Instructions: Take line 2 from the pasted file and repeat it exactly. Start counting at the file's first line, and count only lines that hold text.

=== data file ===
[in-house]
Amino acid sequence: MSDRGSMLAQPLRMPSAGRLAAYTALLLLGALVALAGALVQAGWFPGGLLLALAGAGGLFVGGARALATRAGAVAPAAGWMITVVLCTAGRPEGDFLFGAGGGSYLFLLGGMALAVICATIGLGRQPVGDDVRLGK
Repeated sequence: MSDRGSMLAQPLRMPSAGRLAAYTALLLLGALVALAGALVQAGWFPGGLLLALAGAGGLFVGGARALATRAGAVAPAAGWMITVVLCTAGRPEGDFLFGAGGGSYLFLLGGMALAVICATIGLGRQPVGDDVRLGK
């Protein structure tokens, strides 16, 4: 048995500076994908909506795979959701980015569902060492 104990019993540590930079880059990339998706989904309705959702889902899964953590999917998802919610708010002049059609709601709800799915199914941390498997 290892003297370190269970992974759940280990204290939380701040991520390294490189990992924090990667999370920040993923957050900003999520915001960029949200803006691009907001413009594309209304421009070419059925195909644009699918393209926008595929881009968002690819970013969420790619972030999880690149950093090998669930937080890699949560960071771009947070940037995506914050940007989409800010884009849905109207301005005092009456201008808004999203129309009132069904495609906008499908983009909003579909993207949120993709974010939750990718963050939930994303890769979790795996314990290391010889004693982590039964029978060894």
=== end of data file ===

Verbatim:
Amino acid sequence: MSDRGSMLAQPLRMPSAGRLAAYTALLLLGALVALAGALVQAGWFPGGLLLALAGAGGLFVGGARALATRAGAVAPAAGWMITVVLCTAGRPEGDFLFGAGGGSYLFLLGGMALAVICATIGLGRQPVGDDVRLGK